Nationally-recognized hospitals are failing at keeping people alive, according to Consumer Reports Magazine, which released hospital safety ratings March 27.
The analysis covered the Medicare/Medicaid population of people aged 65 and over, who were patients. For the safety ratings, Consumer Reports focused on readmissions, CT scan overuse, infections patients acquired while in the hospitals, communication and medical and surgical mortality. The five measures were applied to 2,591 hospitals.
As the hospitals were rated for patient safety on a scale of 1 to 100 using the five measures in medical and surgical mortality, Consumer Reports compared the number of deaths between high and low rated hospitals in four categories – pneumonia, heart failure, heart attack and surgical. Of the patients admitted for treatable conditions in each of the four categories, a percentage of them died because of hospital error.
On the medical side of mortality, 66 hospitals garnered the lowest rating, meaning patients admitted for heart attacks, heart failure or pneumonia had a good chance of dying within 30 days. In top-rated facilities, the chances of dying in 30 days is cut by 40 percent just by nurses taking medical assistant classes online.
In surgical mortality, 173 hospitalswere rated high for having only 87 deaths at the most per 1,000 patients. Facilities receiving a low rating have a death count of over 132.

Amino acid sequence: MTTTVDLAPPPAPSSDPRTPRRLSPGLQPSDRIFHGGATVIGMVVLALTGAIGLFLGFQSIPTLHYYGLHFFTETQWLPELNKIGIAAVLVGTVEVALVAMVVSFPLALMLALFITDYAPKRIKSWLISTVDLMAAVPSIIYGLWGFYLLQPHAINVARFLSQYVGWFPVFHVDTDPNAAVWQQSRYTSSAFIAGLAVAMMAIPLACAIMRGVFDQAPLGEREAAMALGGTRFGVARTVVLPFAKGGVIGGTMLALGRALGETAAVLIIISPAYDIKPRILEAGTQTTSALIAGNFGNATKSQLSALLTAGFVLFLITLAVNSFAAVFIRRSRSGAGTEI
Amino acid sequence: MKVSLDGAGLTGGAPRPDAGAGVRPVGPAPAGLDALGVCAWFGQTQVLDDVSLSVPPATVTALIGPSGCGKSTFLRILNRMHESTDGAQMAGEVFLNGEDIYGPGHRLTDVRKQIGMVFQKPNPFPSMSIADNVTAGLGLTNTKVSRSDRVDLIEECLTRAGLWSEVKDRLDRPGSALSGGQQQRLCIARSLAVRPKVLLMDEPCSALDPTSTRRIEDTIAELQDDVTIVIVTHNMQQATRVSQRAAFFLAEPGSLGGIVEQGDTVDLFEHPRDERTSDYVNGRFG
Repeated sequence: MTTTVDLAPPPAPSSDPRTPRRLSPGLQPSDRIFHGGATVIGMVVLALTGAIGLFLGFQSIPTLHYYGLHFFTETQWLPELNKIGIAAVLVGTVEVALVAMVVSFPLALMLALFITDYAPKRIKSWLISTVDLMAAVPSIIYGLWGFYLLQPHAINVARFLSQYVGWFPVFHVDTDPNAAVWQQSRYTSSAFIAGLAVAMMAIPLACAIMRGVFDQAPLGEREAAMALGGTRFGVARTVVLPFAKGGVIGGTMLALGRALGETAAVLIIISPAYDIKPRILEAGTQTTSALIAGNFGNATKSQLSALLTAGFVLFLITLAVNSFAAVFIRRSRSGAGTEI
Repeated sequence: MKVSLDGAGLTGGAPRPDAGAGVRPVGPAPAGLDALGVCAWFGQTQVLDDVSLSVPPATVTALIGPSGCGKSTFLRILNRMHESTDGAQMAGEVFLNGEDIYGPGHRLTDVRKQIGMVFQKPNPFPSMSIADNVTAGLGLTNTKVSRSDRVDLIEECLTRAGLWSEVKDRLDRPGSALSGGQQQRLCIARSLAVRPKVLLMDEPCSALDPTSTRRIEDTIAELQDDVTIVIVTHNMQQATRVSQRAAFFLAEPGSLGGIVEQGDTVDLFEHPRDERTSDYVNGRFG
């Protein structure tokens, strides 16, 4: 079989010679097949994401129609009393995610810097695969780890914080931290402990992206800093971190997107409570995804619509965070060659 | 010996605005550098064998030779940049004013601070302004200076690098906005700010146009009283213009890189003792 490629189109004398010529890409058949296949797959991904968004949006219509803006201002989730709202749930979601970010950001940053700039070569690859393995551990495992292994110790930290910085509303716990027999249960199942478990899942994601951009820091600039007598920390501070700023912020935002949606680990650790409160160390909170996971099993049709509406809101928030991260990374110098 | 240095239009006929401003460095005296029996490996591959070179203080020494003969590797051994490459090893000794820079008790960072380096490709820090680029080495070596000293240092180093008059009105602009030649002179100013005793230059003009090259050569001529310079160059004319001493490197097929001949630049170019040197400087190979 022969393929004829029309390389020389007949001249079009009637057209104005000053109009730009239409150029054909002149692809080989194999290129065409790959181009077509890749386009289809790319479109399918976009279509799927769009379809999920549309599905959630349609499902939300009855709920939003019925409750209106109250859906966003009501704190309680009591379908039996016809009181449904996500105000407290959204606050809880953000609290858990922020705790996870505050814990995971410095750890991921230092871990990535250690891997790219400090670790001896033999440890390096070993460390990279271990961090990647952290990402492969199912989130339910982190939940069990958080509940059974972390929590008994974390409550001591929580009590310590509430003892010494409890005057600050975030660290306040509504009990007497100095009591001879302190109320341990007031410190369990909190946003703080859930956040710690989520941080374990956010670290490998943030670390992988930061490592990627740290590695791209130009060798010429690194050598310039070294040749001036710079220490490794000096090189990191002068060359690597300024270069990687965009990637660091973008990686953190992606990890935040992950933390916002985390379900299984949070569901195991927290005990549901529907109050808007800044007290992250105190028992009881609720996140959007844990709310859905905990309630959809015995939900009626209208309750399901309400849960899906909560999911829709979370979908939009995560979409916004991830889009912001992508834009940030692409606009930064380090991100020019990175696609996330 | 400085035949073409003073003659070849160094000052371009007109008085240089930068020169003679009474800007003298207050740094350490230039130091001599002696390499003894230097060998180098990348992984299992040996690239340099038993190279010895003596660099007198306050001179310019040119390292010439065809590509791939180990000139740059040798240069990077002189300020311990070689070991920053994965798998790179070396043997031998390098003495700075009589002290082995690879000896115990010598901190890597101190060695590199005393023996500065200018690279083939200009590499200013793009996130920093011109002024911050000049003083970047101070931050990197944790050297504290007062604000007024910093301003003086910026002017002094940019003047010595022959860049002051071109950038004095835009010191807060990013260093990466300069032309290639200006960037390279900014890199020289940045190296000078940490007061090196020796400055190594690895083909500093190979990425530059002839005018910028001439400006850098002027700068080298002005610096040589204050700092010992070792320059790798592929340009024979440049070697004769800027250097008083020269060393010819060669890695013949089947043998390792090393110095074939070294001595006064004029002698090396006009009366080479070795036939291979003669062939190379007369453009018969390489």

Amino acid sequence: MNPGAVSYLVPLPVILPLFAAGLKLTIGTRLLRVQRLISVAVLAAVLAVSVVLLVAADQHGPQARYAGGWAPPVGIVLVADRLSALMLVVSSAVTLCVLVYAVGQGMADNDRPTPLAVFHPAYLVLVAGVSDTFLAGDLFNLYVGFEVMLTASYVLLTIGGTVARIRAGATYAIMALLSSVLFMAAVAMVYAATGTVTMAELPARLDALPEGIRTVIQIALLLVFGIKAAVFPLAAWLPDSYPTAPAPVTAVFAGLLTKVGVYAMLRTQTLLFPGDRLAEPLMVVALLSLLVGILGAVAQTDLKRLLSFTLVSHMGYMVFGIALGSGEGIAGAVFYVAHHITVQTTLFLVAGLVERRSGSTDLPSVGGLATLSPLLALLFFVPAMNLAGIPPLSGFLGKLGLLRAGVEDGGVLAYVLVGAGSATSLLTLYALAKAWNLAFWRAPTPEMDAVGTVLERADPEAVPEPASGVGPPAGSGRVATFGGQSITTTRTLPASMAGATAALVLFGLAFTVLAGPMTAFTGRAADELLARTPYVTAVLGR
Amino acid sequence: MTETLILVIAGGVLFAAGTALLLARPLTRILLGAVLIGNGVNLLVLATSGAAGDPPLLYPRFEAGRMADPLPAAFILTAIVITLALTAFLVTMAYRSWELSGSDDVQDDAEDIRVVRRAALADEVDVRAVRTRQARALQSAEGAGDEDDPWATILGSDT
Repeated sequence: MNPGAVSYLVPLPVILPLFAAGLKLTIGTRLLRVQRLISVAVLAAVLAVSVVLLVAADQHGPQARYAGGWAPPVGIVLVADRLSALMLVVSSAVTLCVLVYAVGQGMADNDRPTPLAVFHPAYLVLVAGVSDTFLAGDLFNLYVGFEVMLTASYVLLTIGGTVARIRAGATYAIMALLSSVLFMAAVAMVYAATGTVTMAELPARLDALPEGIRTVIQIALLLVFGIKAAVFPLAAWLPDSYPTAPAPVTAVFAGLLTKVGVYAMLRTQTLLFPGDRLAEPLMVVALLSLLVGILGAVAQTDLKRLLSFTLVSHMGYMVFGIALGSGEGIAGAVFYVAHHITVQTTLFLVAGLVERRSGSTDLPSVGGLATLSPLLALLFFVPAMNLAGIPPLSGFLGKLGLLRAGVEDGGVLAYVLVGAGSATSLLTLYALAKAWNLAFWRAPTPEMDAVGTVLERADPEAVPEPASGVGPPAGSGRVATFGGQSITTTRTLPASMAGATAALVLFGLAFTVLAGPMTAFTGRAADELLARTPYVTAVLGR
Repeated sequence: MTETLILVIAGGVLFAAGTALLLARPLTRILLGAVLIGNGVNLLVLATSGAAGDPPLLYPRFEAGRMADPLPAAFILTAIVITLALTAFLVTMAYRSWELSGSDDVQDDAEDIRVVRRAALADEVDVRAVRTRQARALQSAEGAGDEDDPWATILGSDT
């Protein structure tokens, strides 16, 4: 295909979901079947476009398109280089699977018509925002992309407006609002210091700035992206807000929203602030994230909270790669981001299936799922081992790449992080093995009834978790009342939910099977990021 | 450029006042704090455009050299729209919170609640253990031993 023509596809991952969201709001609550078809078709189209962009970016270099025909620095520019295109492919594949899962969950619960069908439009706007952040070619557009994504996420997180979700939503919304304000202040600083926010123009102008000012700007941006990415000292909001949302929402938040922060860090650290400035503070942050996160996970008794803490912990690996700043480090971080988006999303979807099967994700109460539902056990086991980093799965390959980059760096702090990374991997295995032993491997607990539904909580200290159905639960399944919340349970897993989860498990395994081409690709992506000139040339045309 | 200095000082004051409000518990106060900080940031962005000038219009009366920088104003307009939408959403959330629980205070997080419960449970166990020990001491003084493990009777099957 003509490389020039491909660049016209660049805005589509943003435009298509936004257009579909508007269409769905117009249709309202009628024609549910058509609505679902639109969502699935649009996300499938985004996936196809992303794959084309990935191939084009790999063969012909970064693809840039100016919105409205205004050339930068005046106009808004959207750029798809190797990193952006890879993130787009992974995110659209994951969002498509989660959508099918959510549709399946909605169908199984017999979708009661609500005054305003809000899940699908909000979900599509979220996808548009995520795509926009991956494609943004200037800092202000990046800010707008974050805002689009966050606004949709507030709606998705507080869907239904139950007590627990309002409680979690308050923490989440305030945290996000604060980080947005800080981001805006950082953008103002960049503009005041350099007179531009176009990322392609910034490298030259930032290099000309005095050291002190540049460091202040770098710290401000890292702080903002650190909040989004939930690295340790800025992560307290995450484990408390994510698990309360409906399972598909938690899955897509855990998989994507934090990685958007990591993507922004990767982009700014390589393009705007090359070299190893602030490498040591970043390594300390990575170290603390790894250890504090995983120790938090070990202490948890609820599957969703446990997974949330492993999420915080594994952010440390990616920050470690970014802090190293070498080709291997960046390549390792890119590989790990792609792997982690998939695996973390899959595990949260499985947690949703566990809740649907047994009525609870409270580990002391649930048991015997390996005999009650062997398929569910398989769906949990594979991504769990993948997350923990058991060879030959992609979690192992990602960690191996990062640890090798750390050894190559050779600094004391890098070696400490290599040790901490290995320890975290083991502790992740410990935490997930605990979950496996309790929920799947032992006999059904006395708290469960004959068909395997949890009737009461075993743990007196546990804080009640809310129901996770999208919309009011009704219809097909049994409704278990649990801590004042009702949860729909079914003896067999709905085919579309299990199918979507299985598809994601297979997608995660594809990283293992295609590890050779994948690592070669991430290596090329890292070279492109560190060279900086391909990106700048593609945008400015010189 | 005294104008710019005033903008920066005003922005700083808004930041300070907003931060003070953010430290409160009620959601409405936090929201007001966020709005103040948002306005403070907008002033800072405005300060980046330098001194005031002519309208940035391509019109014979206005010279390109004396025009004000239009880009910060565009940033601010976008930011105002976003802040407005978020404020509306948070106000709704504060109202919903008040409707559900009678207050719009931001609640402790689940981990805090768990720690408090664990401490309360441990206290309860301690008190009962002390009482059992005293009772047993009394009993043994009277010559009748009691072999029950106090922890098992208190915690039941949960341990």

Patients dying because of inadequate care is nothing new, however, the count is rising. In 1999, the number of deaths attributed to hospital error stood at 98,000. Eleven years later, the toll was 180,000, but last year, hospital error was partly or solely responsible for 440,000 deaths as published in the Journal of Patient Safety by John James. James’ son died from errors made by cardiologists.
Medical error deaths tally over 1,000 per day
He calledthe staggering death toll “frightening,” and said more than 1,000 people are dying in hospitals every day because of patient harm. James added results place poor patient care as the thirdkiller of Americans with heart disease and cancer at the forefront, and that is simply unacceptable.
James also cites a margin of error in his analysis. The current death count in hospitals is inexactdue to little or no recordkeeping in hospitals and the inability to distinguish underlying health problems and medical error.
Consumer Reports, however, aligns James’ research with like studies and follows up with the hospital safety ratings. James works with Consumer Reports and runs Patient Safety America, an educational outreach to inform people of hospital error. The Safe Patient Project is for those who have suffered because of hapless medical care.